Susan Page [Tweet her] is the USA Today Washington Bureau Chief, who in spite of being the author of an upcoming Nancy Pelosi biography, was chosen to moderate the debate between Pence and Kamala Harris.
In 1997, she wrote, for USA Today, an immigration enthusiast article about the wonderfulness of the then most diverse ZIP code in the US, Elmhurst NY, which is in Queens. (Not online, but I found a copy.)
Emphasis, and of course links, added by me.
USA's Most Diverse Neighborhood; USA TODAY/PBS explore challenges of immigration
ZIP CODE 11373 Immigrants new, goal old: Brighter economic future:
By Susan Page, USA TODAY, October 13, 1997
ELMHURST, N.Y.—Anupam Parikh's cramped newsstand, with newspapers and magazines in languages from Mandarin to Urdu, is a link back home for the thousands of new immigrants who settle in this 3-square-mile patch of New York City every year.
Parikh, who emigrated from India in 1987, takes his diverse clientele seriously. He's learning Spanish by listening to language tapes and greets a regular customer with a few words in her native Greek. The Haiti Observateur sits next to Hong Kong's Ming Pao Daily News.
"I love India but, you know, there is possibility right now I can make more money here," the soft-spoken 41-year-old entrepreneur says. Parikh has a classic immigrant's agenda: economic opportunity for himself and a brighter future for his children.
He's not alone, especially in this neighborhood. Over the past five years, nearly 13,000 legal immigrants have come to Elmhurst—ZIP code 11373—from a stunning 123 different countries.
Of course, the point of the Parikh's immigration was to take money from Americans, and have their children educated in America, at taxpayer expense.
Surprisingly, the article says that—Page brought VDARE.com editor Peter Brimelow in to provide balance:
`Where are the Americans?'
Peter Brimelow, an immigration policy critic and author of Alien Nation, stands at a busy intersection of Elmhurst and views the morning scene with obvious distaste.
"Where are the Americans?" he demands.
The corner bodega has a faded sign in the window announcing the grocery's willingness to accept checks from the federal nutrition program for needy pregnant women, infants and children. A steady stream of students heads to school.
"The kids that we see on the streets have been educated at the expense of the American taxpayer," Brimelow says. The influx of immigrant children has overwhelmed schools and prompted native-born Americans to endure long commutes to work so their children can attend suburban schools instead.
"You can't show that it benefits the Americans on the whole to have this presence here," he says.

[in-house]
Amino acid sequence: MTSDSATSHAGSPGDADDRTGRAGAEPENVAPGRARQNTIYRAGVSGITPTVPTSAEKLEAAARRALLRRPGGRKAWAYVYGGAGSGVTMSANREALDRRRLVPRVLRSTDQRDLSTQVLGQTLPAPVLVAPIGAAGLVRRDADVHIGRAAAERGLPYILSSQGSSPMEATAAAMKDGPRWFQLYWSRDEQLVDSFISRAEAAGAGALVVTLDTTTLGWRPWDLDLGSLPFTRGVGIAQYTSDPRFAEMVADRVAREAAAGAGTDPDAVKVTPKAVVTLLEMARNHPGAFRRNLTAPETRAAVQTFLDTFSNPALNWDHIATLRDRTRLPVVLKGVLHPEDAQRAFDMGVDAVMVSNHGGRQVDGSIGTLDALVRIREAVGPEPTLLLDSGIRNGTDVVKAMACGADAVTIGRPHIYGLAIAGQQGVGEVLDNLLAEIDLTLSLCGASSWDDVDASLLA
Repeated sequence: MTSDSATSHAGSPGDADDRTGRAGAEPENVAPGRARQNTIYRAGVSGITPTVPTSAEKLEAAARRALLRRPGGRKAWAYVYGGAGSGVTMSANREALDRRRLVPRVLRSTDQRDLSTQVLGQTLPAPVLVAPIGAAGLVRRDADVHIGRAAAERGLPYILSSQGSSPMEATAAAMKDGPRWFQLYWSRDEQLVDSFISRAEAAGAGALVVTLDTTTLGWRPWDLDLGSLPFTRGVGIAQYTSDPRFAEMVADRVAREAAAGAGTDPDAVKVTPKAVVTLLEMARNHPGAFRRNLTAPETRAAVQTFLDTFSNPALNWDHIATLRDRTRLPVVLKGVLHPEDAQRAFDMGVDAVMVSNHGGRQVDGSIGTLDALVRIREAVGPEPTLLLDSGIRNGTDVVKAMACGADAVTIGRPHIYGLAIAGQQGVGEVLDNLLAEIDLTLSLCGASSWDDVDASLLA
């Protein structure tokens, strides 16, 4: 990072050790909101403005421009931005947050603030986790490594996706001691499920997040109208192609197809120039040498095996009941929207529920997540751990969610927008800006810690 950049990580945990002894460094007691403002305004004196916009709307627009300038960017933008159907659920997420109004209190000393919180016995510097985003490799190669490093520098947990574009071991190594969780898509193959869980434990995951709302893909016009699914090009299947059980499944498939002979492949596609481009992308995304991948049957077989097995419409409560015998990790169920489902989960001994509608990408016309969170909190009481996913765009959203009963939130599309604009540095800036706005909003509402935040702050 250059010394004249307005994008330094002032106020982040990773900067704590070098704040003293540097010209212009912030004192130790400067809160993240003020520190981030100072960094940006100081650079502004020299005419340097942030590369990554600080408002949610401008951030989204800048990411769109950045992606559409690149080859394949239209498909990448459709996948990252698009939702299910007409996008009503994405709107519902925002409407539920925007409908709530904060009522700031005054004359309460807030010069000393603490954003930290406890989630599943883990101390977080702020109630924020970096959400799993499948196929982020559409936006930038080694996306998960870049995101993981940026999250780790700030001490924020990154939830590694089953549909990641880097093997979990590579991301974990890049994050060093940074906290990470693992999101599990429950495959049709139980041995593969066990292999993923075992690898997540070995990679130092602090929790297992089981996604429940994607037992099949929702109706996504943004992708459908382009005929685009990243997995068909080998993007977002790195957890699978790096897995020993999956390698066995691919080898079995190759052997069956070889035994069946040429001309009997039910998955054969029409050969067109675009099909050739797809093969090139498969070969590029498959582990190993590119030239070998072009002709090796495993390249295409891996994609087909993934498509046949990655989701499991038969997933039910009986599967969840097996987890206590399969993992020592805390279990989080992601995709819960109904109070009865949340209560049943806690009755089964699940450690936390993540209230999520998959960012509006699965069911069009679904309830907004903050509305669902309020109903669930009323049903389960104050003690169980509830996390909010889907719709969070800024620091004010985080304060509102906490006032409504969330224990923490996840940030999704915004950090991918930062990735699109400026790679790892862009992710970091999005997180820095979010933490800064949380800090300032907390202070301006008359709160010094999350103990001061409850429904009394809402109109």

New York Mayor Giuliani didn't believe that
But New York Mayor Rudy Giuliani, one of the nation's leading champions of immigration, watches neighborhoods like Elmhurst and sees something entirely different.
The latest wave of immigrants has boosted the city's population and revitalized its economy, he says. The New York Planning Department this year released a generally positive analysis of their effect.
"These are things people don't realize about immigrants," Giuliani says. "They work in higher percentages than native Americans. They start businesses in slightly higher percentages. So these are net contributors to our economy."
A National Academy of Sciences study released this spring provides ammunition for both sides.
The report estimates that immigrants provide an annual net economic gain of $1 billion to $10 billion, a modest amount in an $8 trillion economy. Nationwide, the additional cost to a native-born household also is modest, $166 to $226 a year in higher state and local taxes. (In California, with the most new arrivals, the cost spikes to $1,178.)
Immigrants have revitalized urban neighborhoods. But they also have been a factor in the declining wages of low-skilled native-born Americans.
Recent headlines in New York's papers spotlight the problems: Police officers are accused of brutalizing a Haitian immigrant. Deaf Mexican immigrants are enslaved in an immigrant-run peddling ring. A space heater in crowded immigrant housing sparks a deadly fire.
In Elmhurst, too, some of the housing has been illegally converted into tiny apartments for large immigrant families. The schools are crowded and the local hospital overwhelmed.
"Sometimes tensions come from other places and spill here—the Pakistanis and the Indian-Americans will clash, or some South American border wars will erupt," says John Sabini, the New York City Council member who represents this part of Queens. "Then there are tensions between the residents who have been here a long time and the new residents."
And note, as an example of the wonderful diversity, that Elmhurst's Chinese community has installed what we now call a "wet market":
But the new residents have been drawn to the neighborhood for the same reasons that Irish, Italian and Jewish immigrants settled here earlier in the century. The No. 7 subway offers easy access to service jobs in Manhattan. The housing is crowded but affordable. And almost any new arrival can find compatriots from his or her native land.
Shoppers can buy live eels at the Chinese market or Bangladeshi vegetables from a corner stand. A Mexican vendor hawks ice cream in Spanish from a pushcart on the sidewalk in front of a shop that sells the saris Indian women wear.
"Any place that has lots of people, particularly if they're diverse, presents challenges," Giuliani acknowledges. "Most of those challenges, however, result in tremendously good things happening for the city."
But Brimelow says, "The idea that a larger number of people, a large number of factions, is going to make society easier to work is just incredibly naive."
And of course, everything that was bad about Elmhurst in 1997 is now much worse.